Facts and Events
Peter Gilliard: Biographical Information
Peter Gilliard was the brother of Friday Johnson and Violet Washington, and the son of Adam and Hagar.
Peter's brother Friday Johnson and his wife Patsey Johnson are of interest to our research project as they may have ties to Drayton family plantations in Charleston, South Carolina.
Friday Johnson's Freedmen's Bank record, dated October 4, 1871, names Patsey Johnson as his wife. A Patsey Johnson is listed as a cousin on the Freedmen's Bank record for Ellen Wilson. Ellen was born and raised on Drayton Hall plantation in Charleston County, South Carolina.
In his Freedmen's Bank account application, Friday gave his parents' names as Adam and Hagar. His siblings were all deceased except sister Violet Washington.
Friday and Patsey lived at 54 Bull Street. Friday worked cutting wood for a Marl company. He listed three children. Son Edward was living; son Friday and daughter Louisa were deceased.
Friday's sister Violet Washington, age 32, had opened a Freedmen's Bank account two years earlier in Charleston, South Carolina on August 14, 1869. On her application, she stated that she was born in Georgetown County, South Carolina, her parents were Adam and Hagar (both deceased), her brothers were Friday Johnson and Peter Gilliard, and her sisters were Maria, Fanny and Diana (all deceased).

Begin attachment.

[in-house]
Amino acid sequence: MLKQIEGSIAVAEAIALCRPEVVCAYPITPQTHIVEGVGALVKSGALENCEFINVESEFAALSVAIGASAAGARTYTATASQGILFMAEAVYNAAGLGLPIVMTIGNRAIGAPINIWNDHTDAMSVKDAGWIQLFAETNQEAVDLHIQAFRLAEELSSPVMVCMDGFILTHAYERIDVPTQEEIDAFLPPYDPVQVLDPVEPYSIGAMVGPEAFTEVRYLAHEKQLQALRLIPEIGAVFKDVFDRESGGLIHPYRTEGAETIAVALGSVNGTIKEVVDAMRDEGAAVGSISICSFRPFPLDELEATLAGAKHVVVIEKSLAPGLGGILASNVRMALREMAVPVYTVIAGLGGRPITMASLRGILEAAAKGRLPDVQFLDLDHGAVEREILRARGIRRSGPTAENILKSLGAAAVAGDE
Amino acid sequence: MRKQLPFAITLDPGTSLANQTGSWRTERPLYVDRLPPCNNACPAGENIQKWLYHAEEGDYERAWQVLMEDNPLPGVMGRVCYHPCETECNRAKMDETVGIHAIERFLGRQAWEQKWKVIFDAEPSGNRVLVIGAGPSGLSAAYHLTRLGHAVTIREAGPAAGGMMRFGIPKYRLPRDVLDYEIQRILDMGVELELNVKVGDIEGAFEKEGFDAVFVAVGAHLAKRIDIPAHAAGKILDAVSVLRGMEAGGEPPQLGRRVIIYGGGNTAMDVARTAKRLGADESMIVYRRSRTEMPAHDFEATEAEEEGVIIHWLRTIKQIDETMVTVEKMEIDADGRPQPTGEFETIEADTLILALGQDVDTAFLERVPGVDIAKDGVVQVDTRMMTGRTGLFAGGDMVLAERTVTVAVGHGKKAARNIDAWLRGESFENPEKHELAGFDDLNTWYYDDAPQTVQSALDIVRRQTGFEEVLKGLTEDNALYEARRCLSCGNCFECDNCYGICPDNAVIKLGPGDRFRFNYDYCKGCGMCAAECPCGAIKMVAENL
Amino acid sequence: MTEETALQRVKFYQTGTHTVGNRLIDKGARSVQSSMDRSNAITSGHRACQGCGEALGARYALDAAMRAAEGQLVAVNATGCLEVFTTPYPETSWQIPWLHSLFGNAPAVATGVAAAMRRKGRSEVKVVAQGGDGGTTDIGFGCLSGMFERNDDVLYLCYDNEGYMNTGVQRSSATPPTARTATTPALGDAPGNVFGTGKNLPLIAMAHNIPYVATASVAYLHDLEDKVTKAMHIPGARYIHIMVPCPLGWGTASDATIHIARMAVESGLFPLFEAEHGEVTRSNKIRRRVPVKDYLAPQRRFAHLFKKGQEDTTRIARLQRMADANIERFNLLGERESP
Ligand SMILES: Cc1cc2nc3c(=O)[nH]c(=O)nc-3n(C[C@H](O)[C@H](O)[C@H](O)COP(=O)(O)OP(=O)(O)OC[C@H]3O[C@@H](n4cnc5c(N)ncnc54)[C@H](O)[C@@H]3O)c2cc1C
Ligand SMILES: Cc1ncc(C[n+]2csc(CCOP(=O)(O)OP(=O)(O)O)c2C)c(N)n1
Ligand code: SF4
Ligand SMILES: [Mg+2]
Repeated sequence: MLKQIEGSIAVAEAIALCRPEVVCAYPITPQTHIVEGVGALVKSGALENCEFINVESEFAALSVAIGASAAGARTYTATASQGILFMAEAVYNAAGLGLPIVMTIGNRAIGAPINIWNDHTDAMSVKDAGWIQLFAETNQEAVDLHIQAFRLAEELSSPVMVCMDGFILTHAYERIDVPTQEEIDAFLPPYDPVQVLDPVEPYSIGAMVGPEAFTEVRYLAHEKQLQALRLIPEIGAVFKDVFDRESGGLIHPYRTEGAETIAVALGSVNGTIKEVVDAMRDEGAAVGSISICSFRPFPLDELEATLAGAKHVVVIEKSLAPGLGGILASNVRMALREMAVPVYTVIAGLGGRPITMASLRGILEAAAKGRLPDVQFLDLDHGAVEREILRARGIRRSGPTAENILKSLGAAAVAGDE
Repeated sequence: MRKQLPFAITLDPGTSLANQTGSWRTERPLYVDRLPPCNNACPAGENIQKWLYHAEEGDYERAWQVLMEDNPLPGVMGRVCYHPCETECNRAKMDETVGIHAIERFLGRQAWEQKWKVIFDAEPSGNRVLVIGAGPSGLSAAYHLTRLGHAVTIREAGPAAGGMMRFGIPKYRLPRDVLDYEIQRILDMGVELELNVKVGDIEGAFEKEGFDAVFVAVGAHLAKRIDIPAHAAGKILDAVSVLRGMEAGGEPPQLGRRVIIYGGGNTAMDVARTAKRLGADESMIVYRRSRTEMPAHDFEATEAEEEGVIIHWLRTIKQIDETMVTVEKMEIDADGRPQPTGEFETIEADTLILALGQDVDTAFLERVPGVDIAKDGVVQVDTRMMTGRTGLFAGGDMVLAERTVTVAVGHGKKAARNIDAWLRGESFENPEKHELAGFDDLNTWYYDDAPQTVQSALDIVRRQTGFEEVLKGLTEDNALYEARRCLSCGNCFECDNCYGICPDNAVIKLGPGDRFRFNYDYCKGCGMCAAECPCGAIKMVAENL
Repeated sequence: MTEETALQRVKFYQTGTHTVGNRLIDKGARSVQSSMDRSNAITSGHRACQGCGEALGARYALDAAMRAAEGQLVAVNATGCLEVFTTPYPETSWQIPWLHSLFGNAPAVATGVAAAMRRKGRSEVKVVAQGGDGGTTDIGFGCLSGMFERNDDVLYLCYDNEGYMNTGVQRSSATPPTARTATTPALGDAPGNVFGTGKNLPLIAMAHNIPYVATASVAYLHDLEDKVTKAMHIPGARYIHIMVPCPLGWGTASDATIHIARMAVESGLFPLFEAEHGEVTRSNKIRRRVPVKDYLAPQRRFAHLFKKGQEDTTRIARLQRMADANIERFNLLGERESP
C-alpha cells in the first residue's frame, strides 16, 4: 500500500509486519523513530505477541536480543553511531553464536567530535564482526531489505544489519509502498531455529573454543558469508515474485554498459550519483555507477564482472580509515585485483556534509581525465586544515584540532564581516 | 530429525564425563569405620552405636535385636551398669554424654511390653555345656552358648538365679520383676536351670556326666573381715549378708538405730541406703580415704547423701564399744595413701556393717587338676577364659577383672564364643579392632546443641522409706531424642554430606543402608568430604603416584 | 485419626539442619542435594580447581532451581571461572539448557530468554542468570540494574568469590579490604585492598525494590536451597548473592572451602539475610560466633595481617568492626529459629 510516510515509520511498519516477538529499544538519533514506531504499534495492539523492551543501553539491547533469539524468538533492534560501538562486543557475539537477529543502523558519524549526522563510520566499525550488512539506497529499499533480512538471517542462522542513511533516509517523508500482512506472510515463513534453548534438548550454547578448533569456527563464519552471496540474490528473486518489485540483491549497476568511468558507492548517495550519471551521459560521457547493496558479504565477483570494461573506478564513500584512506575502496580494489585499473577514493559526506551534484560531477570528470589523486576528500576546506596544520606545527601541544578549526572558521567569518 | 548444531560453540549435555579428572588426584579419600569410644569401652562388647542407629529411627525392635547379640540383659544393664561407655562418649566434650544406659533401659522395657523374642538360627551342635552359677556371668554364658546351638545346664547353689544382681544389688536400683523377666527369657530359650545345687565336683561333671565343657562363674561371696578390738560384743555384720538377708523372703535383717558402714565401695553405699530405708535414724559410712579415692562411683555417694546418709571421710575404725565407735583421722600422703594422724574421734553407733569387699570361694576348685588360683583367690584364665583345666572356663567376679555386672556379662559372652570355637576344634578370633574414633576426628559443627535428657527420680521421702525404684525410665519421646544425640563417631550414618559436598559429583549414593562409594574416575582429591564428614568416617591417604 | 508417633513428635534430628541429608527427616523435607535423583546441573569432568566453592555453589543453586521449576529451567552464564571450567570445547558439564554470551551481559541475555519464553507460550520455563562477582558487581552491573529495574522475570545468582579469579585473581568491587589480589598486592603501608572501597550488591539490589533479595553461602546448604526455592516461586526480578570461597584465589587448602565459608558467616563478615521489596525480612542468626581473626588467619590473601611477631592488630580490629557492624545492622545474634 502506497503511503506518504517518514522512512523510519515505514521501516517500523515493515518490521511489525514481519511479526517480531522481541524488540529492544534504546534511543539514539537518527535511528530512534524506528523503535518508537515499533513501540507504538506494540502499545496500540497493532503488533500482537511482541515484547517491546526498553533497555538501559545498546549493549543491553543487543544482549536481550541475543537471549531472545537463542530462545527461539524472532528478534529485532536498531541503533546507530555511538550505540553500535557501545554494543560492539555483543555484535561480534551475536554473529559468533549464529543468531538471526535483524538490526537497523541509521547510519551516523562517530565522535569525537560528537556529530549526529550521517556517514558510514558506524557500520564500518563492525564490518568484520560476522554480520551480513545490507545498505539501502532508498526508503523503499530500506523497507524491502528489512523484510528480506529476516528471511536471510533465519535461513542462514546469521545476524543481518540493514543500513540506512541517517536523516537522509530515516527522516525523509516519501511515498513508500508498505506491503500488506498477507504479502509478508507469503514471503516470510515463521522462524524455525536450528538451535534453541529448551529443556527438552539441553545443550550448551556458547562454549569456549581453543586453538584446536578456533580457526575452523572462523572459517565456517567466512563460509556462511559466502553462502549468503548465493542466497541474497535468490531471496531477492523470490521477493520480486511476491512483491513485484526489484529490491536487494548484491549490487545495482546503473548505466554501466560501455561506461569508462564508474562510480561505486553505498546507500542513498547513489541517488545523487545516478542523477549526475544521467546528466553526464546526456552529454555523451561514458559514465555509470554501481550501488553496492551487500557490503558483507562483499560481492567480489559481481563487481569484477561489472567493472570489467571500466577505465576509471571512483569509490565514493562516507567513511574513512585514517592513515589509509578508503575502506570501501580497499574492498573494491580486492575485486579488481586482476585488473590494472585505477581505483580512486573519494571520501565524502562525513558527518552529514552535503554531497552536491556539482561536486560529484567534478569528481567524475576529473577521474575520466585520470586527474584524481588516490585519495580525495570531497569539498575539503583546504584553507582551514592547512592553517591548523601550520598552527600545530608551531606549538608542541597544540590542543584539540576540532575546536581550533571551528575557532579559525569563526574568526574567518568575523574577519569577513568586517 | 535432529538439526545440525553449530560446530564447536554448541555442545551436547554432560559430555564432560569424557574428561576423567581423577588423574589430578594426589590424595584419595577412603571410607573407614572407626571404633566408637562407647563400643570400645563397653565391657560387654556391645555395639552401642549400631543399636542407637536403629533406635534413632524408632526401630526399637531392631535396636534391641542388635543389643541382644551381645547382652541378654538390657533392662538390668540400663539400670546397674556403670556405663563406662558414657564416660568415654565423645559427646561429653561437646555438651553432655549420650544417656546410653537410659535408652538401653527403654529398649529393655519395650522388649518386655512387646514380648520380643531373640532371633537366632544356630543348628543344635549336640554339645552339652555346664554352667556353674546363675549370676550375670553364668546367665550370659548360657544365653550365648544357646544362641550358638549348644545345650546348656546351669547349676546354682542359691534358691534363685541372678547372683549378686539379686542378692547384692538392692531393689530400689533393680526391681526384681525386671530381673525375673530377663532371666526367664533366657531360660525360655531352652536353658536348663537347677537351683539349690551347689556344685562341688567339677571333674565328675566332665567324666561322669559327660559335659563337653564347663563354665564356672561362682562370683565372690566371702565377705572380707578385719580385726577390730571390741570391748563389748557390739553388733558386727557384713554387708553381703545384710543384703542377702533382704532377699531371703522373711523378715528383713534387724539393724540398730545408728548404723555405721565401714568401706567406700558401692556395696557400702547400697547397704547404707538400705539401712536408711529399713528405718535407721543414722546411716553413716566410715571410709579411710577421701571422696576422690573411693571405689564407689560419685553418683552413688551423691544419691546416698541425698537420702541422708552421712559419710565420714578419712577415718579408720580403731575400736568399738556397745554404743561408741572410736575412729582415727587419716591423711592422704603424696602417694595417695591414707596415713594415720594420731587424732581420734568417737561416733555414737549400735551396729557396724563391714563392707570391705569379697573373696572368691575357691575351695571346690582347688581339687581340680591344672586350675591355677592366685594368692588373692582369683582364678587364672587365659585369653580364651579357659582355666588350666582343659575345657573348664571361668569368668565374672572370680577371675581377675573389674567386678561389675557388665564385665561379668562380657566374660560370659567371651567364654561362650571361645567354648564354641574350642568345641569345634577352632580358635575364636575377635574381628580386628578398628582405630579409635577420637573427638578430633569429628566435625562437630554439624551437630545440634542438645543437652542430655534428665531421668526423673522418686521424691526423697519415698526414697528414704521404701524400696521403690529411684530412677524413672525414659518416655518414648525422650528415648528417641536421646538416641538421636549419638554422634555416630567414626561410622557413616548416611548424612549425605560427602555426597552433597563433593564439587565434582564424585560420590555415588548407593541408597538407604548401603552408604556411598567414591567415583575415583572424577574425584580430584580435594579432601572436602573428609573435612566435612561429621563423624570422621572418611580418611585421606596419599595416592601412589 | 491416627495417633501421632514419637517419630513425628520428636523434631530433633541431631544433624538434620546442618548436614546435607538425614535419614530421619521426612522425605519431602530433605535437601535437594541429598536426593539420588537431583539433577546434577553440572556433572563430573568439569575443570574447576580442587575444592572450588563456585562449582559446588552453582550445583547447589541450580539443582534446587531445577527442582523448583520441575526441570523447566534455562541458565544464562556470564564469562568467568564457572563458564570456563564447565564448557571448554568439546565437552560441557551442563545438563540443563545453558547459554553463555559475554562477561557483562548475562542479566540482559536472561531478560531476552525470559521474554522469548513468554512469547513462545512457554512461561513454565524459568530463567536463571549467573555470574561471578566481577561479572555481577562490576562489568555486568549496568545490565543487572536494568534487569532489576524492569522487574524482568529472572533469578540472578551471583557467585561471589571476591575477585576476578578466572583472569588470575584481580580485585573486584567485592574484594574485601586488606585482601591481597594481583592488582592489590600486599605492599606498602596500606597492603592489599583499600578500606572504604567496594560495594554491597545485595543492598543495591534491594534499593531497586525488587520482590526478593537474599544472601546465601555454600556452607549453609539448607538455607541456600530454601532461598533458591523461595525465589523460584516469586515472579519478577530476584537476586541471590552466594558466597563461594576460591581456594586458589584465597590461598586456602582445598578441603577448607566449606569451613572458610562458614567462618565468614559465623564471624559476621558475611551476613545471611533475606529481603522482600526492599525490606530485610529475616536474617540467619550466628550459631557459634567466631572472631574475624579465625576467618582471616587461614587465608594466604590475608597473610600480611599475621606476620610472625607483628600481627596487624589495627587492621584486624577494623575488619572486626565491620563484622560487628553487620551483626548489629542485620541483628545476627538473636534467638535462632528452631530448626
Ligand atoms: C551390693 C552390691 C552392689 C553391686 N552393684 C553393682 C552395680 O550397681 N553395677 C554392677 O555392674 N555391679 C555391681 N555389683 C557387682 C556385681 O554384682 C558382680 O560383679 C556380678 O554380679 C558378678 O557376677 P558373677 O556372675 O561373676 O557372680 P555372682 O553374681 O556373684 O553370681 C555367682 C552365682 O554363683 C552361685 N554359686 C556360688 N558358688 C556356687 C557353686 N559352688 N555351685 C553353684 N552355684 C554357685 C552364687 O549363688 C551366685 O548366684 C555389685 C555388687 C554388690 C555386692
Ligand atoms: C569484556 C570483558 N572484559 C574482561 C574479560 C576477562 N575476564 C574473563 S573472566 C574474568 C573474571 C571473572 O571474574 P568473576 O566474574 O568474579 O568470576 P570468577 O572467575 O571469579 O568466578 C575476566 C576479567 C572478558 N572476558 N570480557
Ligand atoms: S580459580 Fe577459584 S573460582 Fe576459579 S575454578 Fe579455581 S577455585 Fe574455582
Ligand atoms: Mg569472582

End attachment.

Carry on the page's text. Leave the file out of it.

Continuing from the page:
Violet's husband was Stephen Washington. They lived on Green Street near Dr. Bellinger and had no children in 1869. Violet was a seller in the Lower Market.
We would like to learn more about Peter Gilliard's life. If you have information and/or documents to share, please do contact us! We will gratefully acknowledge your contribution.
Family Group Sheet
You can click on "More" then "Pedi-Map" at the top right corner of this page to view pedigree charts, maps, timelines, thumbnail images and more for Friday's family.
About This Page
This page is part of a groundbreaking research project to rediscover the family lineages of enslaved people on Drayton family plantations in Barbados and the United States. To read more about this historic research, please visit the article below: